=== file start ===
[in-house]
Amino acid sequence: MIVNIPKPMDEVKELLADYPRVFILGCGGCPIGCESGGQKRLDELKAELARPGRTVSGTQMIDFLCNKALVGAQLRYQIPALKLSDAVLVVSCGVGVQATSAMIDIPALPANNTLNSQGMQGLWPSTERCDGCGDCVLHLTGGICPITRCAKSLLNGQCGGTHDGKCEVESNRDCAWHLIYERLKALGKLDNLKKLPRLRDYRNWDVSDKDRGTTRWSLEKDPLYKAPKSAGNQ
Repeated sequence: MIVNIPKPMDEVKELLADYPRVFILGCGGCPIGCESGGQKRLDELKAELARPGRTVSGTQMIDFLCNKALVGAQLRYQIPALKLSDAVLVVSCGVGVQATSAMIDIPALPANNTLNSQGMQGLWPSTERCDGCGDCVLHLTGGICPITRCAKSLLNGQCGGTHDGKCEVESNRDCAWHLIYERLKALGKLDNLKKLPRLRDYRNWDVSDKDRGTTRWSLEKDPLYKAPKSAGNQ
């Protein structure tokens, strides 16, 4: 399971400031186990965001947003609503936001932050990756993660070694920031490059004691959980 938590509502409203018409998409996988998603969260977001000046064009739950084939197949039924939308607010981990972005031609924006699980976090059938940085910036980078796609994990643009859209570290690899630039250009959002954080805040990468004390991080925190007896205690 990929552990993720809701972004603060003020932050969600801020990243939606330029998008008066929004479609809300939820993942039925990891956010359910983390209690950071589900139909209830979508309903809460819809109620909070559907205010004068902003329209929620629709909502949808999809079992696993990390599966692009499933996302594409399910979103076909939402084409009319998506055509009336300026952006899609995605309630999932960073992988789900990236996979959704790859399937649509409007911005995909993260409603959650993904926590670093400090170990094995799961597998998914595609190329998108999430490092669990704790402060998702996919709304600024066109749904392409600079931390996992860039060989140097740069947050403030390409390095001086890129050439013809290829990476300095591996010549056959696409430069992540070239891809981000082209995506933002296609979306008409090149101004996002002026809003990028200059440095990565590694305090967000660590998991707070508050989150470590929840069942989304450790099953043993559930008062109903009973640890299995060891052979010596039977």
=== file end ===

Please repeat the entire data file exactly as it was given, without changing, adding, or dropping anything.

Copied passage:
[in-house]
Amino acid sequence: MIVNIPKPMDEVKELLADYPRVFILGCGGCPIGCESGGQKRLDELKAELARPGRTVSGTQMIDFLCNKALVGAQLRYQIPALKLSDAVLVVSCGVGVQATSAMIDIPALPANNTLNSQGMQGLWPSTERCDGCGDCVLHLTGGICPITRCAKSLLNGQCGGTHDGKCEVESNRDCAWHLIYERLKALGKLDNLKKLPRLRDYRNWDVSDKDRGTTRWSLEKDPLYKAPKSAGNQ
Repeated sequence: MIVNIPKPMDEVKELLADYPRVFILGCGGCPIGCESGGQKRLDELKAELARPGRTVSGTQMIDFLCNKALVGAQLRYQIPALKLSDAVLVVSCGVGVQATSAMIDIPALPANNTLNSQGMQGLWPSTERCDGCGDCVLHLTGGICPITRCAKSLLNGQCGGTHDGKCEVESNRDCAWHLIYERLKALGKLDNLKKLPRLRDYRNWDVSDKDRGTTRWSLEKDPLYKAPKSAGNQ
């Protein structure tokens, strides 16, 4: 399971400031186990965001947003609503936001932050990756993660070694920031490059004691959980 938590509502409203018409998409996988998603969260977001000046064009739950084939197949039924939308607010981990972005031609924006699980976090059938940085910036980078796609994990643009859209570290690899630039250009959002954080805040990468004390991080925190007896205690 990929552990993720809701972004603060003020932050969600801020990243939606330029998008008066929004479609809300939820993942039925990891956010359910983390209690950071589900139909209830979508309903809460819809109620909070559907205010004068902003329209929620629709909502949808999809079992696993990390599966692009499933996302594409399910979103076909939402084409009319998506055509009336300026952006899609995605309630999932960073992988789900990236996979959704790859399937649509409007911005995909993260409603959650993904926590670093400090170990094995799961597998998914595609190329998108999430490092669990704790402060998702996919709304600024066109749904392409600079931390996992860039060989140097740069947050403030390409390095001086890129050439013809290829990476300095591996010549056959696409430069992540070239891809981000082209995506933002296609979306008409090149101004996002002026809003990028200059440095990565590694305090967000660590998991707070508050989150470590929840069942989304450790099953043993559930008062109903009973640890299995060891052979010596039977």